Nadia Bolz-Weber is ordained in the Evangelical Lutheran Church in America (ELCA), a fast declining liberal Mainline Protestant denomination. Heavily tattooed and often obscene, she’s different from typical Mainline clerics. Formerly pastor of a small Denver church she founded, she’s a fairly popular writer and speaker. Wikipedia calls her a “public theologian.” Ostensibly her vulgarity makes her more authentic.
Perhaps she was being authentic when she recently tweeted to her 93,000 followers a pic of her middle finger aimed at a metro Denver bakery, declaring: “My 12-step program is next door to Masterpiece Cake Shop (of anti-gay fame) so as an act of resistance I always I always choose to take up their best parking places. It’s the little things…”
Masterpiece is owned by Jack Phillips, an Evangelical Christian who in 2013 declined to bake a cake for a same sex rite, which led to five years of harassment by the Colorado Civil Rights Commission. Hundreds of thousands of dollars in litigation would have destroyed his business but for the help of Alliance Defending Freedom, which took his case to the U.S. Supreme Court. In a 7-2 ruling in 2018, the court ruled for him, judging the human rights commission had disdained his religious beliefs as protected by the First Amendment.
Evidently Bolz-Weber also disdains the baker’s religious beliefs and his rights to freedom of speech, which she rightly guards for herself and regrettably exploits for obscene and other dubious causes. That Philips is an Evangelical who upholds traditional marriage teaching makes him contemptible and an easy target for her and for much of secular culture.
Would Bolz-Weber have given her middle finger to Phillips if he were a Muslim upholding Islamic teaching? Or a Hindu? Doubtful. She likely portrays herself as a champion of non-Christian minorities even while ignoring their traditionalist views. Evangelicals in contrast are uniquely viewed as justified targets, especially when upholding historic Christian teaching on marriage.
Angry critics like Bolz-Weber like to shame traditional Christians for not surrendering to secular demands, while forgetting that their own liberal Protestantism is itself a tiny and shrinking percentage of global Christianity. Her own liberal denomination didn’t liberalize its marriage teaching until about a decade ago, followed by accelerating membership decline.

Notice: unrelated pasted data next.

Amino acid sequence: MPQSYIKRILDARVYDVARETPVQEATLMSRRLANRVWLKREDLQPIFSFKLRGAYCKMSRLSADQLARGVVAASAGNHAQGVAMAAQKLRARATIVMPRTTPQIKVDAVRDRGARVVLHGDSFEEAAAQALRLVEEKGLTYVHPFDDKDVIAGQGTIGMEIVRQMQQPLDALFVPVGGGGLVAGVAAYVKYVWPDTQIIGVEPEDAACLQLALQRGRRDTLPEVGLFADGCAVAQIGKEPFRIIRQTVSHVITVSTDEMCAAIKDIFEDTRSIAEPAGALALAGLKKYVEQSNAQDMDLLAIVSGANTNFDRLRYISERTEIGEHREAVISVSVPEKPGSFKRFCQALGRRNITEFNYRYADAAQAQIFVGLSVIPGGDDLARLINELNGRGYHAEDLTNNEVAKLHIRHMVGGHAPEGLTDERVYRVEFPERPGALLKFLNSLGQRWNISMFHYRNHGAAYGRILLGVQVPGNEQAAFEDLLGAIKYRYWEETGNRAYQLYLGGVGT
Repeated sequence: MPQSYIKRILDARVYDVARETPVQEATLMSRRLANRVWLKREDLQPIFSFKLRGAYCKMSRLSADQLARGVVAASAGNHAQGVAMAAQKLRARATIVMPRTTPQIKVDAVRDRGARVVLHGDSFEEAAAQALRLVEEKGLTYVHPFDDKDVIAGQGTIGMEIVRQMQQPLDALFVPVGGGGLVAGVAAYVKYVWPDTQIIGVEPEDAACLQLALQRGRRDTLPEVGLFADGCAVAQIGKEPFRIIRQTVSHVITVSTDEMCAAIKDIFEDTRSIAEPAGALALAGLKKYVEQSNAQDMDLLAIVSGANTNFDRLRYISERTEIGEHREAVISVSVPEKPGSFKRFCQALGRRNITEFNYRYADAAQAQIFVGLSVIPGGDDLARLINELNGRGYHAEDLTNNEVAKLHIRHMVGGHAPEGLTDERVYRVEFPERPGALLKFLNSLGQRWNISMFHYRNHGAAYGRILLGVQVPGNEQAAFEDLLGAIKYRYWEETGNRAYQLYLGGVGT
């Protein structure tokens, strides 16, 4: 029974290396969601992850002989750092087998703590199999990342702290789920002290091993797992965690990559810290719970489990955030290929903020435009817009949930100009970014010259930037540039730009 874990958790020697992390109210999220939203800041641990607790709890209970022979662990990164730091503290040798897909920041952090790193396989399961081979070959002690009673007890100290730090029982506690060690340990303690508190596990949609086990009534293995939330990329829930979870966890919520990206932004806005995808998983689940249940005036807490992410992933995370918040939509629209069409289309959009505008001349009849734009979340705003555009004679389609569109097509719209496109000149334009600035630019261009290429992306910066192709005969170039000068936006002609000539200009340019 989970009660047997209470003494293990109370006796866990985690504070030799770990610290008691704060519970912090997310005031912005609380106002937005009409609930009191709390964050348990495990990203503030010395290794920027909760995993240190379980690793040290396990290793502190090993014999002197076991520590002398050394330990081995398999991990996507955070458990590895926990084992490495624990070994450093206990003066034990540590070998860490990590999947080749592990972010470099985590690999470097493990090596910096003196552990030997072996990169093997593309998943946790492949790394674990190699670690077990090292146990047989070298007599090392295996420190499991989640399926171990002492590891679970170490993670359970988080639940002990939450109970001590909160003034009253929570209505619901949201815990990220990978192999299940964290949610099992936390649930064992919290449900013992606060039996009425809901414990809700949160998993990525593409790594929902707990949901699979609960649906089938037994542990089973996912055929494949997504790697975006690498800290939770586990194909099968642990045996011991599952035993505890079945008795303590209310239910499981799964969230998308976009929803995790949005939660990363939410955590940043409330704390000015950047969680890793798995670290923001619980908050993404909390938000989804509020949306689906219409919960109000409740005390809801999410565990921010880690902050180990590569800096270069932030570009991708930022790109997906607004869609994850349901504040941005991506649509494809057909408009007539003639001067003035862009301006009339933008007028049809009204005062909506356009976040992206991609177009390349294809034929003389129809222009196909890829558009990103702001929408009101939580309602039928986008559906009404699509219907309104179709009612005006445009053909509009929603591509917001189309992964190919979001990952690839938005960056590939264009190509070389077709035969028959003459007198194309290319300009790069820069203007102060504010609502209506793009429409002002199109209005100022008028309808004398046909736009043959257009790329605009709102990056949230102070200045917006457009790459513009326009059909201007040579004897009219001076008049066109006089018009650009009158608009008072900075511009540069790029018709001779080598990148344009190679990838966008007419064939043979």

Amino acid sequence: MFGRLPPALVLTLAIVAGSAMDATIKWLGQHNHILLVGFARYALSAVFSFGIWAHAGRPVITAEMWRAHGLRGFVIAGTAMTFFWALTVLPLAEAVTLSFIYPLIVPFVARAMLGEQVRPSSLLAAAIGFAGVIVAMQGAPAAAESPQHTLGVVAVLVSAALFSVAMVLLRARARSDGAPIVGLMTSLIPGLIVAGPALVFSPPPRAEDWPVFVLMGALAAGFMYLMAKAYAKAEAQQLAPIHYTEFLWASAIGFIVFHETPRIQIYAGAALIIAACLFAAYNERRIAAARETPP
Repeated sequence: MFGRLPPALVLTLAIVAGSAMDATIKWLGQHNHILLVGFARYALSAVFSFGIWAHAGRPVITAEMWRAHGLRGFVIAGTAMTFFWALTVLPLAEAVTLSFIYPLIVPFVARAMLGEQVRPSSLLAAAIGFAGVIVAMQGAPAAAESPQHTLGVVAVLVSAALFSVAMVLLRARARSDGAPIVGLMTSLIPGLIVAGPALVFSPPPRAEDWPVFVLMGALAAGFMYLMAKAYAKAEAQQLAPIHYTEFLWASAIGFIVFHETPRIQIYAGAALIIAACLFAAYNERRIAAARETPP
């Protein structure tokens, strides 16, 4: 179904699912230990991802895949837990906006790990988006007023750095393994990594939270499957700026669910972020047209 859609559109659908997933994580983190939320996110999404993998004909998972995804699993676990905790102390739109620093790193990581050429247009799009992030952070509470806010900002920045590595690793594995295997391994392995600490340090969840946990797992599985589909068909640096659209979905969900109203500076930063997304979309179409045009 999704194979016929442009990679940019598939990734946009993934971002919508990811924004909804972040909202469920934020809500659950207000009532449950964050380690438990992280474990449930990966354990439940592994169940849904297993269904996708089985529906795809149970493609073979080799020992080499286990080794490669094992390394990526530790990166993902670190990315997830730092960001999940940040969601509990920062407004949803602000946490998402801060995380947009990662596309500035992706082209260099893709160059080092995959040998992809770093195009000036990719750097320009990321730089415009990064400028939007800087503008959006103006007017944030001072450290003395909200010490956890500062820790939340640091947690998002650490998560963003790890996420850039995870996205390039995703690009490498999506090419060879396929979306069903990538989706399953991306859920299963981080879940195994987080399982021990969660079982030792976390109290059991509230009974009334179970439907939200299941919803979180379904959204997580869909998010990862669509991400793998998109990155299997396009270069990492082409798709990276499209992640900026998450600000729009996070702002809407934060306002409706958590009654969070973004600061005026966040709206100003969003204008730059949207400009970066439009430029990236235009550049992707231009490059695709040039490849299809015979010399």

Less than 5 percent of Americans belong to denominations with liberal sexual teachings. The percentage of global population belonging to sexually liberal religions is even smaller. Yet persons like Bolz-Weber, because they echo Western secular culture and its elites, presumptuously assume they speak from a majority perspective and owe no respect to Christian traditionalists.
Supposedly Bolz-Weber and other progressive religionists are advocates for minorities and underdogs. But they champion only politically correct underdogs and causes. Religious people who are despised and mocked by secular culture are likewise despised and mocked by Bolz-Weber and her kindred progressive spirits.
Purportedly Bolz-Weber is a brave nonconformist. But she’s not brave enough to defend the rights of unpopular persons. She presumably was just fine with the Colorado Civil Rights Commission, with its levers of authority and coercion, demanding that Jack Phllips relinquish his freedom of speech. And she apparently was fine when the commission tried to browbeat him into submission and/or bankruptcy.
The U.S. Supreme Court ultimately had more respect for the humanity and basic rights of an isolated religious small business owner than did Bolz-Weber, the pastor/activist/advocate for the downtrodden who supposedly cares for the voiceless. Such is her contempt for Phillips and his small business that she tweets her middle finger aimed at him while noting she routinely uses one of his parking places, merely from spite. How very Christ-like.
According to her expletive-laden writings, Bolz-Weber wants to make room for non-conformists in Christianity. But she in turn evidently demands her own form of conformity and her own form of rigid orthodoxy, from which dissent is not respected. They who are insufficiently progressive merit a big middle finger and perhaps more.
Traditional Christianity created concepts of pluralism, tolerance and free speech in civil society in which individuals and organizations are protected from coercion by government or other actors. Under the First Amendment, nobody has to participate in a same-sex rite or any other ceremony.
But under the doctrine of progressive religion promoted by Bolz-Weber and others, including the Colorado Civil Rights Commission, conscience rights are not protected in civil society. There is instead the imposition of a rigid orthodoxy in which all must actively burn incense before the altars of progressivism or risk punishment.
Bolz-Weber sees herself as a rebel against dogma. But she is herself dogmatist. And it’s easy to picture her as a heavily tattooed Madam Dafarge, angrily knitting the names of despised counterrevolutionaries for when vengeance can be enacted. From this perspective, there is no grace, just fierce retribution.
To her credit, Bolz-Weber ultimately did delete her middle finger tweet against baker Jack Phillips, even if without explanation or apology. Maybe she realized she had gone too far for an ordained Christian pastor. Or maybe she prefers to await a later day for retribution. In the interim, is she still, as an “act of resistance,” always choosing to take the bakery’s “best parking places” when he visits her nearby 12-step program? Maybe her future tweets will reveal.
Meanwhile, Christians might ponder: might we expect better from a “public theologian?”